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[dinosaur] Megaraptorid theropod material from Early Cretaceous of Australia (update)




---------- Forwarded message ----------
From: Ben Creisler <bcreisler@gmail.com>
Date: Sun, Sep 4, 2016 at 12:12 PM
Subject: Re: Megaraptorid theropod material from Early Cretaceous of Australia
To: dinosaur@usc.edu


Now officially published:

Phil R. Bell, Andrea Cau, Federico Fanti & Elizabeth Smith (2015)

A large-clawed theropod (Dinosauria: Tetanurae) from the Lower Cretaceous of Australia and the Gondwanan origin of megaraptorid theropods.

Gondwana Research 36: 473–487

doi:10.1016/j.gr.2015.08.004

http://www.sciencedirect.com/science/article/pii/S1342937X15002026




Highlights


New megaraptorid material is described from the Early Cretaceous of Australia.

The unnamed taxon represents the largest Australian theropod.

Palaeobiogeographic assessment supports an Australian origin for Megaraptoridae.

The traditional concept of an Australian refugium for relict taxa is challenged.


Abstract


Megaraptoridae comprises a clade of enigmatic Gondwanan theropods with characteristic hypertrophied claws on the first and second manual digits. The majority of megaraptorids are known from South America, although a single genus (Australovenator) plus additional indeterminate material is also known from Australia. This clade has a controversial placement among theropods, and recently has been interpreted alternatively as a carcharodontosaurian or a tyrannosauroid lineage. We describe new fragmentary but associated postcranial remains from the opal fields of Lightning Ridge (middle-Albian, Griman Creek Formation) in north-central New South Wales. The new unnamed taxon exhibits a number of unusual features that suggest the presence of a hitherto unrecognised Australian megaraptorid. From an Australian perspective, the Lightning Ridge taxon predates Australovenator by ca. 10 Ma and is minimally coeval with megaraptoran material reported from the Eumeralla Formation of Victoria (but potentially 6.1–9.5 Ma younger). It is also notable as the largest predatory dinosaur yet identified from Australia and is only the second theropod known from more than a single element. A Bayesian phylogenetic approach integrating morphological, stratigraphic and palaeogeographic information tested both the carcharodontosaurian and tyrannosauroid placements for Megaraptora. Regardless of the preferred placement among Tetanurae, rigorous palaeobiogeographic analyses support an Asian origin of Megaraptora in the latest Jurassic (about 150–135 Ma), an Early Cretaceous (about 130–121 Ma) divergence of the Gondwanan lineage leading to Megaraptoridae, and an Australian root for megaraptorid radiation. These results indicate that Australia's Cretaceous dinosaur fauna did not comprise simply of immigrant taxa but was a source for complex two-way interchange between Australia–Antarctica–South America leading to the evolution of at least one group of apex predatory dinosaurs in Gondwana.


On Sat, Sep 5, 2015 at 8:54 AM, Ben Creisler <bcreisler@gmail.com> wrote:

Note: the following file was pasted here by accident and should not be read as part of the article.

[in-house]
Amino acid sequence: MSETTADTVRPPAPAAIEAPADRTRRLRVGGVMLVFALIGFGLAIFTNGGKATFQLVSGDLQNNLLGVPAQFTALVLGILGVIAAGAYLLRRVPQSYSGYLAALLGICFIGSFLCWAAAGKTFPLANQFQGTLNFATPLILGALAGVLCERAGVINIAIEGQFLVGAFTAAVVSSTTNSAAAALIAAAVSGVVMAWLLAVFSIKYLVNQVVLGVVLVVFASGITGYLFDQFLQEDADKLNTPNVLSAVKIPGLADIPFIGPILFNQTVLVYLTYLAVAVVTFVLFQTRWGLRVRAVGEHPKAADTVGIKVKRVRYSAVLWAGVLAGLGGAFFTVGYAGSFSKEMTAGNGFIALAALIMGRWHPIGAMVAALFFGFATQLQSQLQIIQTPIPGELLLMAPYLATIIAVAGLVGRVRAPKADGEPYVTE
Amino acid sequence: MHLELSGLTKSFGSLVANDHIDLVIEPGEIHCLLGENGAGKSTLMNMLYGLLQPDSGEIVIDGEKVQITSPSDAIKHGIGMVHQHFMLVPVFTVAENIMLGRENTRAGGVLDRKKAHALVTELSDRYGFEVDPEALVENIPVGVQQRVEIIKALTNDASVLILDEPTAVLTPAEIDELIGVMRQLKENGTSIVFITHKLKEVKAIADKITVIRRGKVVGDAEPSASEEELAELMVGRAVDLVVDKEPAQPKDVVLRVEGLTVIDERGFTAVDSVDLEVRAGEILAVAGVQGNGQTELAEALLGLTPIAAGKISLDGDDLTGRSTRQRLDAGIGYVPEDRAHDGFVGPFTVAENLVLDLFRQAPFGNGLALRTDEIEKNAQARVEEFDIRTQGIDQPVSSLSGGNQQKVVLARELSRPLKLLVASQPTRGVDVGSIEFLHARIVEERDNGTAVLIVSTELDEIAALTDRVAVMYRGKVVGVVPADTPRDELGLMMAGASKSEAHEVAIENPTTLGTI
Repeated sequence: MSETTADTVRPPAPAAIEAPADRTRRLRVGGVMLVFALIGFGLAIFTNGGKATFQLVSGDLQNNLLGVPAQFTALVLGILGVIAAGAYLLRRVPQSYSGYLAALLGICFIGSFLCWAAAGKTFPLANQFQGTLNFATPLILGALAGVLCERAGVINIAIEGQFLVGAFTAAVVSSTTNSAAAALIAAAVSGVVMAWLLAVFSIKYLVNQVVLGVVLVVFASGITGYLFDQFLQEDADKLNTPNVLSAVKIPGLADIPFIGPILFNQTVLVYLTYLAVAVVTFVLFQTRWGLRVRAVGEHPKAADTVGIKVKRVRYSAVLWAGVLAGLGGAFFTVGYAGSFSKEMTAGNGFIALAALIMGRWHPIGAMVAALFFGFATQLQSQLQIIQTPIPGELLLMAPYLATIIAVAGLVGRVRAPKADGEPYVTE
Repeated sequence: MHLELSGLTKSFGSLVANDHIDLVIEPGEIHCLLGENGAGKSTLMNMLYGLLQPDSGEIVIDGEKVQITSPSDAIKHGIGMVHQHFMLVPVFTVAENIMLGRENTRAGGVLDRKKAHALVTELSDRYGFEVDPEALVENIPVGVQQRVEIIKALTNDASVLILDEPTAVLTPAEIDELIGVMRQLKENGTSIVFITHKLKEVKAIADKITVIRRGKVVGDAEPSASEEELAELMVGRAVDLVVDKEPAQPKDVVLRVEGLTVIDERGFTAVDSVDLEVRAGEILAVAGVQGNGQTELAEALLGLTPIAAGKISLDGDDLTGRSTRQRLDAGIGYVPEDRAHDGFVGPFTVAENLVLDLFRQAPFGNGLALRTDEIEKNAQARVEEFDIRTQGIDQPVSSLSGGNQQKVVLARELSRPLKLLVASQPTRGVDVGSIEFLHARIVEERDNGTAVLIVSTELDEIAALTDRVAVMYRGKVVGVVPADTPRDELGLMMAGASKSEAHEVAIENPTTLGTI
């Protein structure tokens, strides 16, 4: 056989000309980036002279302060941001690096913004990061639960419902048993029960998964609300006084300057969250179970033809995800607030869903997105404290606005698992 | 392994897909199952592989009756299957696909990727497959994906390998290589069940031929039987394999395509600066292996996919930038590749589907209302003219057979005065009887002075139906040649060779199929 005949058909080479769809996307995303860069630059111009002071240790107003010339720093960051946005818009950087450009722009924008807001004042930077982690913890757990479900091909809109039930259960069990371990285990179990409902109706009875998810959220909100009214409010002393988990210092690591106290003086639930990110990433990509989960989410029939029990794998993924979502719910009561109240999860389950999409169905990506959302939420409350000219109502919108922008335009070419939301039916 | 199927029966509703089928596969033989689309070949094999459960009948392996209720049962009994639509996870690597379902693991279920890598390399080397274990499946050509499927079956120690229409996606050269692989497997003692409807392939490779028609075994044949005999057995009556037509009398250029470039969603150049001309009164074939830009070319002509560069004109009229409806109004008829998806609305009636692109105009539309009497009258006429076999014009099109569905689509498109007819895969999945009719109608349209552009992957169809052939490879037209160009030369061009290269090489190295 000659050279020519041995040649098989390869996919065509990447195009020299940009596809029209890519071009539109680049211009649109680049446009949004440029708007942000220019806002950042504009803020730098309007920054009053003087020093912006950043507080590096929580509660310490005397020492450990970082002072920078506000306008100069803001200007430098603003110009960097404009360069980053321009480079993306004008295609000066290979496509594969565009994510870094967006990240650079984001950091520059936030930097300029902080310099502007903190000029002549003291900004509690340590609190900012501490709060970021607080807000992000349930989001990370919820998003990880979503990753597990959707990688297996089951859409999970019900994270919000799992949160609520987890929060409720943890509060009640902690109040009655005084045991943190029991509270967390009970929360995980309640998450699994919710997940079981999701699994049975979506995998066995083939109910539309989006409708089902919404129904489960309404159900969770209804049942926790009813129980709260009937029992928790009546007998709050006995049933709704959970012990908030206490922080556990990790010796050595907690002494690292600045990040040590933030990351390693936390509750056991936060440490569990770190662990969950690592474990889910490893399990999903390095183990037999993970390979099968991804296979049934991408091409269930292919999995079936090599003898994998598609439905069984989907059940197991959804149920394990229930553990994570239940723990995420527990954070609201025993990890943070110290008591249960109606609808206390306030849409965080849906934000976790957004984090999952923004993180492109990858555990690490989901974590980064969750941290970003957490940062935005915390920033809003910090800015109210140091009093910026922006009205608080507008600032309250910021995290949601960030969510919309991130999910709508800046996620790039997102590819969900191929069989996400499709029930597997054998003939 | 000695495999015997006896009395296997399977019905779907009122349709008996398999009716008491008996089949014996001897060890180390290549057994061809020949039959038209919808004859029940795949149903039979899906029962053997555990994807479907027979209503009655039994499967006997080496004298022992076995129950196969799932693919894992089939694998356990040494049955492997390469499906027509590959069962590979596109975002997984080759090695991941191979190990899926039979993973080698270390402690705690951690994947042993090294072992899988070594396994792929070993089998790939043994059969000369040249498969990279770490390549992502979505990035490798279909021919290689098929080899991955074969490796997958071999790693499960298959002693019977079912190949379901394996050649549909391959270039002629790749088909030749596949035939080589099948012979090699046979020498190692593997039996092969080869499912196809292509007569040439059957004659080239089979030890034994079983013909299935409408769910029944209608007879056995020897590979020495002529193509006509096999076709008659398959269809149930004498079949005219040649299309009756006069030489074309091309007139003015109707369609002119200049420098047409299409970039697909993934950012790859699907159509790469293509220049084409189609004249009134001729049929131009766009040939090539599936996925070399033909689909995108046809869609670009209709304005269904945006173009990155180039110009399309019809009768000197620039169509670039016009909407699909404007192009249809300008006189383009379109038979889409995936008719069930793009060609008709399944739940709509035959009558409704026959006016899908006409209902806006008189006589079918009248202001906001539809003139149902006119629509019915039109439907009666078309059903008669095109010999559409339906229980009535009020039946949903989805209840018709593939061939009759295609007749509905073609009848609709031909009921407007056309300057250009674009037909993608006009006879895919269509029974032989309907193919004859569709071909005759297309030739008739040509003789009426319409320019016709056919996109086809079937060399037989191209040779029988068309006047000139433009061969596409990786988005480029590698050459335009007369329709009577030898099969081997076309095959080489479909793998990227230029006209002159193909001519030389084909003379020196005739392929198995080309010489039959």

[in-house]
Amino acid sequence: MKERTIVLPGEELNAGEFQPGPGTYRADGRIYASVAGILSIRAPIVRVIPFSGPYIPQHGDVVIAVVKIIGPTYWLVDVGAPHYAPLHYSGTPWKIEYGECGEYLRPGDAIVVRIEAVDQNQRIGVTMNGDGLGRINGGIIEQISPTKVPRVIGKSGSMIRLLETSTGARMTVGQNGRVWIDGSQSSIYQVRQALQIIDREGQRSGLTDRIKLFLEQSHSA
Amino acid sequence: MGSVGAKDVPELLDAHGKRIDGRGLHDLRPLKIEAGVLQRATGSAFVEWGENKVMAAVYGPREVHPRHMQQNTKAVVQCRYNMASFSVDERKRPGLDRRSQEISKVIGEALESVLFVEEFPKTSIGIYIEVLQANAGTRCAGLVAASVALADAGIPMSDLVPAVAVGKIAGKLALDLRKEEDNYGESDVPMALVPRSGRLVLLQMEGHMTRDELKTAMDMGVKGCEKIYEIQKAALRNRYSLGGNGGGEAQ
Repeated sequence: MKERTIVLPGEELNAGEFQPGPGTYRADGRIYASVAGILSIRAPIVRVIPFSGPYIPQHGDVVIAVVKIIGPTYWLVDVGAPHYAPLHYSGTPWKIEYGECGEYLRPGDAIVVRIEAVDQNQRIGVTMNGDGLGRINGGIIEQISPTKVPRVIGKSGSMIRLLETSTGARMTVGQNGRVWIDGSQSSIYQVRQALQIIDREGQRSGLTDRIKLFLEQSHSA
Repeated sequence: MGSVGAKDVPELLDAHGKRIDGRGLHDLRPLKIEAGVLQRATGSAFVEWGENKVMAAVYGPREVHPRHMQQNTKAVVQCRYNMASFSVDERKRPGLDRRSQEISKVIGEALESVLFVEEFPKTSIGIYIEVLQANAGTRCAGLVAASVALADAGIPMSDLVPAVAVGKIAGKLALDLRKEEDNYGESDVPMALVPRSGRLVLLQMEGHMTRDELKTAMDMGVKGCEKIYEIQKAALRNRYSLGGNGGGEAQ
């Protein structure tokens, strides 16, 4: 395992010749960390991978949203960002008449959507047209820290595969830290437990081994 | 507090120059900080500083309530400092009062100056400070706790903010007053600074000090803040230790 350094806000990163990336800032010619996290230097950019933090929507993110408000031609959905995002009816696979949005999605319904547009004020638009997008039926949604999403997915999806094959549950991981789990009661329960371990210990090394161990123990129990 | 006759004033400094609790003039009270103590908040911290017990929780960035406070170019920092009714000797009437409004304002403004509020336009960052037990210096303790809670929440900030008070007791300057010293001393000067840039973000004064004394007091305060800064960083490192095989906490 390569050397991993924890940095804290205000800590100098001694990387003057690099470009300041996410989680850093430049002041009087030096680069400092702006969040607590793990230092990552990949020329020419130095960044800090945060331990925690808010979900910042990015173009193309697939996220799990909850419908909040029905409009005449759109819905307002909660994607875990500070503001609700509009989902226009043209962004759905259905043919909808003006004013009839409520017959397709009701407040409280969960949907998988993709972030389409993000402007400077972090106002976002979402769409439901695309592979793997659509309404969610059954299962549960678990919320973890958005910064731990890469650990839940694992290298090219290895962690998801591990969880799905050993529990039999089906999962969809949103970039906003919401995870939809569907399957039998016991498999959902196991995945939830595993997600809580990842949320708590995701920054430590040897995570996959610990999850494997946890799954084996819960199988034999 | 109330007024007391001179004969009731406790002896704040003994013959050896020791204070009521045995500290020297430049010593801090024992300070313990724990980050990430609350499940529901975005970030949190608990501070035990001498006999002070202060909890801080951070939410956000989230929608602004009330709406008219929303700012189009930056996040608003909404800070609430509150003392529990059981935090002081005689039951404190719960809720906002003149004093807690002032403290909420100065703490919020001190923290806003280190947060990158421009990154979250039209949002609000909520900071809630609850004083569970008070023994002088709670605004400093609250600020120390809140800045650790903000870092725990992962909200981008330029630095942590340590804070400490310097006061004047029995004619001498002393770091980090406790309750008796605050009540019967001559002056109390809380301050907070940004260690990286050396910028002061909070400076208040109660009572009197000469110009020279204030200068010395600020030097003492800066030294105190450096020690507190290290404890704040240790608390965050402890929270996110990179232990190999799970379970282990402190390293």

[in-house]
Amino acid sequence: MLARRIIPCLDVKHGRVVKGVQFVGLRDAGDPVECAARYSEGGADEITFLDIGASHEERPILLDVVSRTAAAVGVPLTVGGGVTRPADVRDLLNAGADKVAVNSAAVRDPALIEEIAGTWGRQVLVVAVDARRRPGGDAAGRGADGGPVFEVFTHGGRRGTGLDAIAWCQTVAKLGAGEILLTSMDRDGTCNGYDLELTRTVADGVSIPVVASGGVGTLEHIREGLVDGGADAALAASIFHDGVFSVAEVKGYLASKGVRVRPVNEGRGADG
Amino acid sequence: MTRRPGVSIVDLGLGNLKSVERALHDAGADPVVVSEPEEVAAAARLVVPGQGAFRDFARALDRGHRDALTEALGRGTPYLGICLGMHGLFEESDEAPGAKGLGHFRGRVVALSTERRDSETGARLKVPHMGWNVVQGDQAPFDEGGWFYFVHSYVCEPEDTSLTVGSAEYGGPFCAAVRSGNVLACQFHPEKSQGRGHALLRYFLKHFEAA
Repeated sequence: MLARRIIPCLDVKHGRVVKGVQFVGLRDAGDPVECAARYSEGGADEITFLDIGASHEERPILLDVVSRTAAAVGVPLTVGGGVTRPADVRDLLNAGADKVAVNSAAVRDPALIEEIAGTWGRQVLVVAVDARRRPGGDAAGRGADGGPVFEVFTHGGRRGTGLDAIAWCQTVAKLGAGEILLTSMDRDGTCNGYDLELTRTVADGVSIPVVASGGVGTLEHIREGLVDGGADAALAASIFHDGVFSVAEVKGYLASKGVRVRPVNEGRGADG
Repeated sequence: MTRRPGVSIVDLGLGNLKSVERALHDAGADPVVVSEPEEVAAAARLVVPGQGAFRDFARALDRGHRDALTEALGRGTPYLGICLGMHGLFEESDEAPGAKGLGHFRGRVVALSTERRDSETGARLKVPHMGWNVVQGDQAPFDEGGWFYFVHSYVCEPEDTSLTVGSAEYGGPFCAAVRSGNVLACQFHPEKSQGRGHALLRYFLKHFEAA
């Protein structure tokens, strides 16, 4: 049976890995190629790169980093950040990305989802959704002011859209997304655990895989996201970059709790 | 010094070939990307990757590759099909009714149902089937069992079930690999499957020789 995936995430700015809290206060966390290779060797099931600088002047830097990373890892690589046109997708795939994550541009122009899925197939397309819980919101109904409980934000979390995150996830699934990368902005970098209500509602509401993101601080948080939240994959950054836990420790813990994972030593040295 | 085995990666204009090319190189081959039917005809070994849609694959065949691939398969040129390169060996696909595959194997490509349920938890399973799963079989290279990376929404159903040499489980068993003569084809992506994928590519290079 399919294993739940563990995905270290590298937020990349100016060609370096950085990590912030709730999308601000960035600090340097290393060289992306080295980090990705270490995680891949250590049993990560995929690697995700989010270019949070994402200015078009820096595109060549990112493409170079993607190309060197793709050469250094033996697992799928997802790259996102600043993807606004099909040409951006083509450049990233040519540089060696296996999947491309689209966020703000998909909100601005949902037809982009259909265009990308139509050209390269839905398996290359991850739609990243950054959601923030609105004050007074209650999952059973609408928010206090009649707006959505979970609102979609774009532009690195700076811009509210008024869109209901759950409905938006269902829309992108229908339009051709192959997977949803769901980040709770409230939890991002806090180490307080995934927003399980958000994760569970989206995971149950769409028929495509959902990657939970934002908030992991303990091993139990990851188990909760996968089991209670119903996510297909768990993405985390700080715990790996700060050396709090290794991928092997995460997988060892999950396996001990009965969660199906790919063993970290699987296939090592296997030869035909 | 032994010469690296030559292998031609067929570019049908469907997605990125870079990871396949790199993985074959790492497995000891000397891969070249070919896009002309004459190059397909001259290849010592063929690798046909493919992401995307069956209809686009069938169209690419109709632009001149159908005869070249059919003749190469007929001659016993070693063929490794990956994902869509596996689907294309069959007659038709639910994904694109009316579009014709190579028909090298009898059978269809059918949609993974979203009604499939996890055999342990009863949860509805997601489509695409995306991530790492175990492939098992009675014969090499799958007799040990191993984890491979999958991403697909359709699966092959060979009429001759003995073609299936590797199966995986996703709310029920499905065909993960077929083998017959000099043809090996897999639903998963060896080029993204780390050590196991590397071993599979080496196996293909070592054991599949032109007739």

Ben Creisler
bcreisler@gmail.com



A new online paper:


Phil R. Bell, Andrea Cau, Federico Fanti & Elizabeth Smith (2015)
A large-clawed theropod (Dinosauria: Tetanurae) from the Lower
Cretaceous of Australia and the Gondwanan origin of megaraptorid
theropods.
Gondwana Research (advance online publication)
doi:10.1016/j.gr.2015.08.004
http://www.sciencedirect.com/science/article/pii/S1342937X15002026


Highlights

New megaraptorid material is described from the Early Cretaceous of Australia.

The unnamed taxon represents the largest Australian theropod.

Palaeobiogeographic assessment supports an Australian origin for Megaraptoridae

The traditional concept of an Australian refugium for relict taxa is challenged.


Abstract

Megaraptoridae comprises a clade of enigmatic Gondwanan theropods with
characteristic hypertrophied claws on the first and second manual
digits. The majority of megaraptorids are known from South America,
although a single genus (Australovenator) plus additional
indeterminate material is also known from Australia. This clade has a
controversial placement among theropods, and recently has been
interpreted alternatively as a carcharodontosaurian or a
tyrannosauroid lineage. We describe new fragmentary but associated
postcranial remains from the opal fields of Lightning Ridge
(middle-Albian, Griman Creek Formation) in north-central New South
Wales. The new unnamed taxon exhibits a number of unusual features
that suggest the presence of a hitherto unrecognized Australian
megaraptorid. From an Australian perspective, the Lightning Ridge
taxon predates Australovenator by c.10Ma and is minimally coeval with
megaraptoran material reported from the Eumeralla Formation of
Victoria (but potentially 6.1–9.5 Ma younger). It is also notable as
the largest predatory dinosaur yet identified from Australia and is
only the second theropod known from more than a single element. A
Bayesian phylogenetic approach integrating morphological,
stratigraphic and palaeogeographic information tested both the
carcharodontosaurian and tyrannosauroid placements for Megaraptora.
Regardless of the preferred placement among Tetanurae, rigorous
palaeobiogeographic analyses support an Asian origin of Megaraptora in
the latest Jurassic (about 150-135 Ma), an Early Cretaceous (about
130-121 Ma) divergence of the Gondwanan lineage leading to
Megaraptoridae, and an Australian root for megaraptorid radiation.
These results indicate that Australia’s Cretaceous dinosaur fauna did
not comprise simply of immigrant taxa but was a source for complex
two-way interchange between Australia-Antarctica-South America leading
to the evolution of at least one group of apex predatory dinosaurs in
Gondwana.